Is it Realistic to Stop Eating Sugar?

If you’ve read the newspapers or listened to the news this year you’ll be aware that the health focus for the start of 2014 is sugar.

The change for life website (www.nhs.uk/change4life) states that the average adult consumes 700g of sugar per week but more worrying is the fact that it’s not just the obvious sweet things that we love that are full of sugar. Refined sugars are added to all of the convenience foods we use on a daily basis: bread, ready made meals and sauces and even the healthy sounding smoothies.

Sugar doesn’t just make us fat or rot our teeth; its a contributor to diabetes, zaps our energy levels and is also now thought to interfere with the way our body’s hormones and metabolism works. 

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It’s not just what kind of sugar you’re eating, it’s how you’re eating it which is important.

Lets use the example of an apple and a milk chocolate bar. The apple contains sugar (fructose) and it gives your body energy but because you’re eating something that’s natural and complete with its fibre the absorption of the sugar into your body is slowed down.  The chocolate bar however is full of refined sugars to stop the milk going rancid; all the fibre has been taken away and the sugar bleached so this goes straight into your body resulting in your blood sugar level rising rapidly.  This causes those energy peaks and troughs which make you feel high and then awful and unless this energy is burnt off immediately it will be stored in your body as fat.

So is it possible to give up sugar when it seems to be in everything we eat? It seems like an unrealistic task but the key is to start reducing the amount of sugar we consume by making some basic food swaps and maybe working on eliminating those foods that are your big downfall.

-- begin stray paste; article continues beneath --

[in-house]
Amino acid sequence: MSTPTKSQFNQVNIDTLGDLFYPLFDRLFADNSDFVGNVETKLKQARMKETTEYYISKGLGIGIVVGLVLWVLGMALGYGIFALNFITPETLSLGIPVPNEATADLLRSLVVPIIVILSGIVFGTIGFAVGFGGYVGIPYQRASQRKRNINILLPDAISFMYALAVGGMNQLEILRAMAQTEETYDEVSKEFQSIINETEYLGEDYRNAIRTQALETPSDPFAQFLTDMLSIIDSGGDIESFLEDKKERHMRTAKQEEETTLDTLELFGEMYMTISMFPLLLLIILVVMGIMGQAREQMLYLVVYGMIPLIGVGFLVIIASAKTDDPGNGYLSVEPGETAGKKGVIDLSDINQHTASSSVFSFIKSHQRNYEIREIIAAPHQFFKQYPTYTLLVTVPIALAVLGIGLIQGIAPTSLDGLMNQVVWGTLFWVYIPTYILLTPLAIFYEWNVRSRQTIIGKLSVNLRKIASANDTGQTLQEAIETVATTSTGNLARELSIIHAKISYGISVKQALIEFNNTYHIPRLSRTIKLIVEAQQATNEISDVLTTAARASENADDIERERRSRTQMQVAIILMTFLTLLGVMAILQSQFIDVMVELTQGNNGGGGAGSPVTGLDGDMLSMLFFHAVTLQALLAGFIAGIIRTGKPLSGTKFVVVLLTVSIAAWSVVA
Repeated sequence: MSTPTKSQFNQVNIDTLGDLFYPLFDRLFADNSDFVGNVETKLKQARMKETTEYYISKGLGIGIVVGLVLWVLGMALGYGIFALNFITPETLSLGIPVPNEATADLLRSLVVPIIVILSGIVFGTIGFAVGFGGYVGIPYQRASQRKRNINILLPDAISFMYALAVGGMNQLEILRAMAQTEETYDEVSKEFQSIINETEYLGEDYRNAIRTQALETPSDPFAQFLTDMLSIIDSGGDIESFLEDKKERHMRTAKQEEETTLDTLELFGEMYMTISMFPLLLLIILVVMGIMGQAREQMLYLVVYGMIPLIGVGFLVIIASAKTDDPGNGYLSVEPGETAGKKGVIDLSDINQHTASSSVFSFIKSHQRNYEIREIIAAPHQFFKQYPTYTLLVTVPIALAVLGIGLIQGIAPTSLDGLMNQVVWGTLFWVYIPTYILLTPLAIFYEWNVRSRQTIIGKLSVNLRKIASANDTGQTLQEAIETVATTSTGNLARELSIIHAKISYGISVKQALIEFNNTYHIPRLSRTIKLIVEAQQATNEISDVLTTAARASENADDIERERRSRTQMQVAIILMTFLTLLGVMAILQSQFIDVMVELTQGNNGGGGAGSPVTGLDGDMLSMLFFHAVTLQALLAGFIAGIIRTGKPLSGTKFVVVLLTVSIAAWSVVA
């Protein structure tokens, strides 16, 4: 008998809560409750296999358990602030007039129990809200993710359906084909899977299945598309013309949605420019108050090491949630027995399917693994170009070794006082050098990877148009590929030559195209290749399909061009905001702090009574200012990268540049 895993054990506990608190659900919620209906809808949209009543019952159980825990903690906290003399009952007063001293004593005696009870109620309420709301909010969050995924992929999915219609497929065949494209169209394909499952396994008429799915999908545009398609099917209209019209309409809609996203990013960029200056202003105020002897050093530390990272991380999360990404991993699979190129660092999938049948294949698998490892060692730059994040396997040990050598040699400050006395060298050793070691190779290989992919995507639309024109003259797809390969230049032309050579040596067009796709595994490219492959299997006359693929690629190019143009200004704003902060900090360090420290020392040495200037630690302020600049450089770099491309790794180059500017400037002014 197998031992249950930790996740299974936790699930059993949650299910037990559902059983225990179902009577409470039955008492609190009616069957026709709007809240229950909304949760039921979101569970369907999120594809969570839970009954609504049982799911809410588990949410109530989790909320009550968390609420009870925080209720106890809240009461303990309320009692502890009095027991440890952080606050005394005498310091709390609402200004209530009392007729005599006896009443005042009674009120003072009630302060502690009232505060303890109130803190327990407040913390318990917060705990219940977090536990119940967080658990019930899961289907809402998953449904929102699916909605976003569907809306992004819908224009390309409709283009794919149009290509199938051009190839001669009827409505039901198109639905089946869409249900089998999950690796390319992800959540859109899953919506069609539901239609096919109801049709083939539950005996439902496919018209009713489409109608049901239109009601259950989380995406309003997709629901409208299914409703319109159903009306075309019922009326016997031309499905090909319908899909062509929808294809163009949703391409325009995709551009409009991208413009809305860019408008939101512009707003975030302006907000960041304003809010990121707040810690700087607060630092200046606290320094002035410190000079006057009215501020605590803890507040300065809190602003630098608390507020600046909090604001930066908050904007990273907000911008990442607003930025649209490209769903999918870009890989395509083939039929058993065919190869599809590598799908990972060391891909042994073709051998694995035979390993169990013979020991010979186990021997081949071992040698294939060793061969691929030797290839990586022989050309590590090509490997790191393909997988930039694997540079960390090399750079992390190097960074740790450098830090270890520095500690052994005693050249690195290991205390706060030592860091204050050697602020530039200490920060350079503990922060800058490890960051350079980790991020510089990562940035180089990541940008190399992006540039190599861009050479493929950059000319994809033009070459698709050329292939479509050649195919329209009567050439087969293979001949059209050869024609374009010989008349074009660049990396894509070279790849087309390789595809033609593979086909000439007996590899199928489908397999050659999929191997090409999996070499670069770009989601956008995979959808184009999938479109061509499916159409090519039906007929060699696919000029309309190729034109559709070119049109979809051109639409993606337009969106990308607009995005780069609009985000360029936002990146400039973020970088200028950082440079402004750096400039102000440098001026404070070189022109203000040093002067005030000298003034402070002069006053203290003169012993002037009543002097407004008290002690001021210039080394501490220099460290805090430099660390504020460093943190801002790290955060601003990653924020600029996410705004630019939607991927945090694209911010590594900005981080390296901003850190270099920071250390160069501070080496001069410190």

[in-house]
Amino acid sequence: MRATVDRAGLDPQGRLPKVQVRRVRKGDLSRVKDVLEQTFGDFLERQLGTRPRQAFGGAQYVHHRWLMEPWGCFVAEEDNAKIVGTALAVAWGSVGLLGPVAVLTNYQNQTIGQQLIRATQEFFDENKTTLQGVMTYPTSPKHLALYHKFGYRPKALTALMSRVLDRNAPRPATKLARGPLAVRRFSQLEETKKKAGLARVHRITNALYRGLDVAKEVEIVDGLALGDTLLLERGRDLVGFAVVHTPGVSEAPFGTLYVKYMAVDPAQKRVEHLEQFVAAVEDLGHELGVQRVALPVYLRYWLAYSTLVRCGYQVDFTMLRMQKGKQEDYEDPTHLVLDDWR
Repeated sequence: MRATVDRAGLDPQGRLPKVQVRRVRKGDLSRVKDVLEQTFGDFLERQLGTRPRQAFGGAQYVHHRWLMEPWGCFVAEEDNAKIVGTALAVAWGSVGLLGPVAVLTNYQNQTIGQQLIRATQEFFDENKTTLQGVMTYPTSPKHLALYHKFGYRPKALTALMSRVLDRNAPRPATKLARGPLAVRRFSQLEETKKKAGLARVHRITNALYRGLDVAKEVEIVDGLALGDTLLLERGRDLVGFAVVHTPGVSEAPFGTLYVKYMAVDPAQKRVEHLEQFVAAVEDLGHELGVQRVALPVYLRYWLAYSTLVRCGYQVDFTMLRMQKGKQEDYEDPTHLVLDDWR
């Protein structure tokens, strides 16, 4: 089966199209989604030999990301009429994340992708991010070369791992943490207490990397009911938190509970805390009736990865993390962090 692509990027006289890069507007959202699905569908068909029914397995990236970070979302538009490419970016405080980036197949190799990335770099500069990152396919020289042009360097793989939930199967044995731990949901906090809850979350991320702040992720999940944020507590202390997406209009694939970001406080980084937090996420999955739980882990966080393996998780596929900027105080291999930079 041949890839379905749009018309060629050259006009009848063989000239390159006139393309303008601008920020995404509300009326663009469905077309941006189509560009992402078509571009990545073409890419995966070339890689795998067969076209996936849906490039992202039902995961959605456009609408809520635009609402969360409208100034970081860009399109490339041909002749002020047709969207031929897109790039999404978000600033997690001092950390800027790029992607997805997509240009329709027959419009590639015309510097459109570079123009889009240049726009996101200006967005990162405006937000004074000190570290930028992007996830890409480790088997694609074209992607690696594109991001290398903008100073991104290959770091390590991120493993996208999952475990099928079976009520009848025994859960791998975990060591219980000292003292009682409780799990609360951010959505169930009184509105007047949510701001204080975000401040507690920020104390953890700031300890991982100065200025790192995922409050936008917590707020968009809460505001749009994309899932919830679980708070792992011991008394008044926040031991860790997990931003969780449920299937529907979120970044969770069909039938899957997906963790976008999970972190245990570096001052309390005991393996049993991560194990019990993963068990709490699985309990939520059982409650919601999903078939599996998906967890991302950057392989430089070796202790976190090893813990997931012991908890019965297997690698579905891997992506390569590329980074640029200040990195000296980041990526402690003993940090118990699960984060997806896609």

Today it is recommended that we all eat food in as close to its natural form as possible and without any processing so plenty of fresh fruit, combined with nuts, fresh veg and good quality proteins.

The experts say that it takes anything from 21 days to 8 weeks to change a habit so over the next few weeks I plan to reduce the amount of sugar I consume in small stages and update you with how this goes and the key issues I find as well as hopefully the benefits I feel.

My plan is:

Week 1: No more Sugary Drinks.

This I believe is one of the most obvious ways to reduce sugar consumption. I don’t drink hot drinks so do have a lot of fruit juice, squash and fizzy drinks all of which contain high levels of sugar. Even sugar free fizzy drinks should be avoided as they contain sweeteners instead which are believed to be as bad or sometimes worse for you!

Week 2: No more Sugary Snacks or Breakfast Cereals.

Whilst this means cutting out the cake or biscuits I may eat at the moment it doesn’t mean starving yourself as I shall be looking at alternative snacks which I hope will be just as tasty and filling but not filled with sugar… and I don’t mean carrots and celery sticks!

Breakfast cereals are another source of sugar – I have been eating those ‘cereals for a healthy heart’ for years believing them to be good for me but have now read the packet and see that it’s 25% sugar.

Week 3: Reduce Sugar in your Baking.

I think many of us were horrified to realise that much of the convenience food we buy today is heavily laden with sugar – from bread to ready meals and sauces. Making your own means you know what goes into each meal and it needn’t be an expensive or time consuming process.

By the end of the 3 weeks I hope to have reduced my sugar intake and ideally eliminated some of my bad habits from my diet and so feel healthier without feeling deprived.

 I’ll let you know next week how the first phase goes and please try it yourself and feed back on how you coped.

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